Sunday, January 10, 2021

Death of Nobel Physics Awardee (1988) Jack Steinberger (Muon Neutrinos)

Environmental & Science Education, STEM, History of Science,Nature of Science

Ed Hessler

Jack Steinberger is a Nobel awardee of whom I'd never heard (shared the Nobel for discovering muon neutrinos with Leon Lederman and Melvin Schwartz, 1988). He died recently at age 99. He was an experimental physicist.

The obituary published in Nature (22 December 2020) provides information about his rich life, his important contributions and a little bit about neutrinos (millions of which are passing through Earth and you and me right now without us knowing it).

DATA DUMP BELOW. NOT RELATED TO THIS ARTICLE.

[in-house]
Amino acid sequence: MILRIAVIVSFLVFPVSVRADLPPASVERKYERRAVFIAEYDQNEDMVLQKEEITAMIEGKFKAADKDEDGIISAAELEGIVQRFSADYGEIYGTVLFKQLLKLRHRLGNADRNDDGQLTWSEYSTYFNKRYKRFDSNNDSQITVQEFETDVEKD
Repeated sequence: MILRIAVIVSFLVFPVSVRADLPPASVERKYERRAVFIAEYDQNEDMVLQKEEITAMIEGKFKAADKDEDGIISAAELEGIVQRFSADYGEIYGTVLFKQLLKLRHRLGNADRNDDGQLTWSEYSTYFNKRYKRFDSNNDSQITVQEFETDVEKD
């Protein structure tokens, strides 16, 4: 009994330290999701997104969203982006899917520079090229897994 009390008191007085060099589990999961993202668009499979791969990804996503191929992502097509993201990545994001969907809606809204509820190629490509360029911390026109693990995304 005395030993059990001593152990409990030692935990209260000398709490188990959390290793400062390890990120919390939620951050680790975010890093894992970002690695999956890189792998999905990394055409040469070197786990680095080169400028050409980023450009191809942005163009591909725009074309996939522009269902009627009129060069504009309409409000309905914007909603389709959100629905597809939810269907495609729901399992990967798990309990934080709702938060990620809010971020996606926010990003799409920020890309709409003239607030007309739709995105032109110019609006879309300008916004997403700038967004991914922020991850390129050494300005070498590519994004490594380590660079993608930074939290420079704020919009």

I was struck by his attitude toward prizes in general. "Uninterested in prizes, he often reiterated his belief that 'the pretension that some of us are better than others [is not] a good thing'. He felt he been dealt lucky cards in his life, and expressed his deep gratitude to the Chicago family who gave him opportunities as a child. In his words: 'You have only one life: whatever crops up, crops up.'” (my emphasis)

The novelist, poet, art and literary critic John Updike wrote a poem about the ghost-like properties of neutrinos which has been widely published, including this entry in Symmetry in 2011. The poem is unusual because it is about a physics phenomenon. Below the poem is a line-by-line explanation but remember quite a bit has been learned about neutrinos since. At the time he wrote it (1960) the muon neutrino had not been found.

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